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The troubles and turmoil of the gaming industry seem never-ending. It is easy to be relentlessly negative about the state of an industry that seems at least to be entrenched in a cold war with its own customers and all too eager to tie price tags to a Saturn V rocket to reach new astronomical heights. Publishers and developers are quick to describe gamers as a bunch of whiny thugs all too eager to steal whatever digital morsel is sent down the pipe. In return, many gamers see the industry as a corrupt behemoth known for Draconian measures and an insatiable greed.

So, it might seem odd to think that we are actually in a Golden Age of videogames, but it’s true.

This generation of consoles, which was and still is seen by some as the overpriced doom of the medium, has turned out to be the most successful and most important since the transition to CD-Rom technology. In the very broadest sense, as the entire world seems to be spiraling into a global economic slowdown, the gaming industry is broadening its market, expanding its appeal, shucking the burden of decades as a media and moral villain and creating some of the most compelling experiences in three decades of interactive entertainment. In short, more people are playing better games now than ever before.

There are, with apologies to varying camps of brand loyalists, three highly successful consoles on the market, a historical first. That the market can even sustain three successful consoles is remarkable, and while there is plenty of argument to be had over who is in first place, or more compellingly second place, the semantics of that argument miss the point. Not only have the consoles been commercially successful, they have also become a launching pad for goals that console makers have long had, specifically becoming a center of entertainment in the home.

The new focus on downloadable content and casual gaming has, in many ways, dramatically expanded the reach and revenue of videogaming in a handful of years. Services such as Xbox Live Arcade and the PlayStation Network have laid a convincing groundwork for consoles to deliver lower priced gaming experiences as well as traditional entertainment media. It’s not hard to imagine consoles as being a home’s center of movie, television and music consumption, allowing gamers to transition smoothly between electronic media of all kinds.

But, as gamers we don’t measure our golden ages by how successfully hardware manufacturers integrate new technology. We measure the games, and in there we find perhaps the most compelling case for the argument. Allow me to offer as evidence a short and woefully incomplete accounting of the games of the past 24 months.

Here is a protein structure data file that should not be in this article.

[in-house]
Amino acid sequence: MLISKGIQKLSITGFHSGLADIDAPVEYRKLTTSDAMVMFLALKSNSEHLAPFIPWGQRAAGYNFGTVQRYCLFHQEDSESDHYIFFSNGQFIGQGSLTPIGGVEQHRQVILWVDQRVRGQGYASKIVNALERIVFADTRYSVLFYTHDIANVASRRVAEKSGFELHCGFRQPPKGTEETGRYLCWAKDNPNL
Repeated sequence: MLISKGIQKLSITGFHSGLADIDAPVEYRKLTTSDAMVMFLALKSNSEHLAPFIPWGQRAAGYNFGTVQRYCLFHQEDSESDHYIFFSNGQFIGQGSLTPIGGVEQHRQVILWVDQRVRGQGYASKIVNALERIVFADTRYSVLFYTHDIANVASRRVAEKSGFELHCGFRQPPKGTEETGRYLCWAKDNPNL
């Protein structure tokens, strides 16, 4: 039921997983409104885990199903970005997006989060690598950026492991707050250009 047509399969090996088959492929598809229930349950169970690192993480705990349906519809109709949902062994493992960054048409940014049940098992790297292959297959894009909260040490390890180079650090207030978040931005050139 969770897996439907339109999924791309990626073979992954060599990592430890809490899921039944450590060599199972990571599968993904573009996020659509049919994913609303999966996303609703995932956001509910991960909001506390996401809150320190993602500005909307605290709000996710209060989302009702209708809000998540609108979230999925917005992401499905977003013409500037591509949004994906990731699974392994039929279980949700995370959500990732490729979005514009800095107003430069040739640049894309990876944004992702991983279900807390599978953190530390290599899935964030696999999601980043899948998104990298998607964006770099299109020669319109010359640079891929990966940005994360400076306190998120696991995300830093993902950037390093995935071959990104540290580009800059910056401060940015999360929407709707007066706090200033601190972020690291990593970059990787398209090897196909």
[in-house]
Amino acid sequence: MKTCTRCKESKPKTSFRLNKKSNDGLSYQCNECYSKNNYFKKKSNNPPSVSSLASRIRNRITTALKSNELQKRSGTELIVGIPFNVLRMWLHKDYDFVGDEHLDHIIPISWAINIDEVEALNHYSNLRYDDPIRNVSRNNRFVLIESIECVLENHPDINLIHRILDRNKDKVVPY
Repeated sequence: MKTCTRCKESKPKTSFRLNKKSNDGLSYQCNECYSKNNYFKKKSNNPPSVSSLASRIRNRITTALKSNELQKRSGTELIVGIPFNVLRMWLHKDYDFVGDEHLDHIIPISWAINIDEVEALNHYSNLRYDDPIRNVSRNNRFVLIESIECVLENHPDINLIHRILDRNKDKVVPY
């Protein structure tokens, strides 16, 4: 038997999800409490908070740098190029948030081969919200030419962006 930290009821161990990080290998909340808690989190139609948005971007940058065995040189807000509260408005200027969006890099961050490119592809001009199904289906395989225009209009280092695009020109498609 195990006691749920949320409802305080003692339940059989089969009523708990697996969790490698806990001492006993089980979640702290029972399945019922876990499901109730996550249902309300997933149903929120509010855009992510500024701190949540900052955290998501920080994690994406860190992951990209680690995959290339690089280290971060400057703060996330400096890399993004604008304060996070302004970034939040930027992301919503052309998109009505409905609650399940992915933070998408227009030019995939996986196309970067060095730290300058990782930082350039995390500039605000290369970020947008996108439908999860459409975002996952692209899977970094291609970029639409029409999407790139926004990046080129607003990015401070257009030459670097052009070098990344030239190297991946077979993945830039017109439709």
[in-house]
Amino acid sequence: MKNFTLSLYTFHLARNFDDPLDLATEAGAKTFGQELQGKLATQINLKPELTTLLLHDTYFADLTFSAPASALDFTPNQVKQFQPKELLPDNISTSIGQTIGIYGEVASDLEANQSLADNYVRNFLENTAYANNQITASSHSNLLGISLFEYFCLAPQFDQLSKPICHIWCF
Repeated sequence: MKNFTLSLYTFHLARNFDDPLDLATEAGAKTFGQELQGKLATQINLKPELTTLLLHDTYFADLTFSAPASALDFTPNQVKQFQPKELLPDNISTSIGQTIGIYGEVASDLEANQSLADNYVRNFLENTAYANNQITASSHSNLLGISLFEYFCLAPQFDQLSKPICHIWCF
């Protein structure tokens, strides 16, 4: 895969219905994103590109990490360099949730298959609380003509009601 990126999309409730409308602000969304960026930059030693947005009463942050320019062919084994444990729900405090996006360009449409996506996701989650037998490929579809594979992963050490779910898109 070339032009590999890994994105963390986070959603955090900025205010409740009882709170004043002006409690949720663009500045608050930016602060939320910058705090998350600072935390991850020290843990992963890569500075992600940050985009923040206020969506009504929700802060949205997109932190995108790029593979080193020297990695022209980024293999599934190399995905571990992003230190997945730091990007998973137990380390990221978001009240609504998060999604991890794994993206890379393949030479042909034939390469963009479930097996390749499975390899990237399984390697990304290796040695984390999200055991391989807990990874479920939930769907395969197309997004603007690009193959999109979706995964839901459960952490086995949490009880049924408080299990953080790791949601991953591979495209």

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Super Mario Galaxy, Bioshock, God of War II, Portal, Braid, Call of Duty 4, Spore, Team Fortress 2, Grand Theft Auto IV, Uncharted: Drake’s Fortune, Mass Effect, World of WarCraft: The Burning Crusade, Half Life 2: Episode 2, Metal Gear Solid 4, Gears of War, Halo 3, Crackdown, Oblivion, Sins of a Solar Empire, Forza 2 and Rock Band.

That’s not really including many handheld titles, XBLA or PSN games or even the increasing relevance of the iPhone and its related games. And, that’s to say nothing of upcoming titles such as Diablo III, Starcraft II, Fallout 3, Warhammer Online, Rock Band 2, The Force Unleashed, Little Big Planet, Gears of War 2, Left 4 Dead, World of WarCraft: Wrath of the Lich King and countless others.

The games industry seems poised to string together what, I think, is arguably the strongest three consecutive years of gaming since the mid 90s and possibly ever. This success flies in the face of the occasional malaise that too often characterizes both gamers and developers. Despite the certainty of only a year ago that the price and restrictiveness of gaming had become a serious barrier to entry, the 360, the PS3 and certainly the Wii have built strong foundations and are now churning out compelling releases.

But, I think the most important indication of a golden age reaches beyond the revenue and games canon. I think the real indications of a golden age are seen in places like the grandparent picking up a Wii Remote, my wife and friends playing Rock Band, the popularity of casual games, the fact that my PS3 is as much a DVD player and shop as it is a game player, services such as Steam and Stardock, the interoperability and compatibility of electronics that can access traditional gaming platforms. The innovation of the industry, of which there can always be more, isn’t isolated to games but extends now into fulfilling some of the long-held promises of hardware.

There are serious problems and issues still to be addressed in the industry, among them: the matters taken up by Brad Wardell’s Gamers Bill of Rights; a constant battle over the pervasiveness and effect of piracy; restrictive DRM and games that “phone home”; skyrocketing costs of development including manpower and equipment; the continued erosion of faith in the games media. But, for whatever reason, these problems have not interfered with the ability of the industry to evolve and thrive in a complicated marketplace, and hopefully haven’t infused gamers with such an overwhelming sense of ennui and entitlement that they aren’t able to recognize a renaissance when they’re smack in the middle of one.

Sean Sands is the founder of gamerswithjobs.com and a born again gaming optimist.

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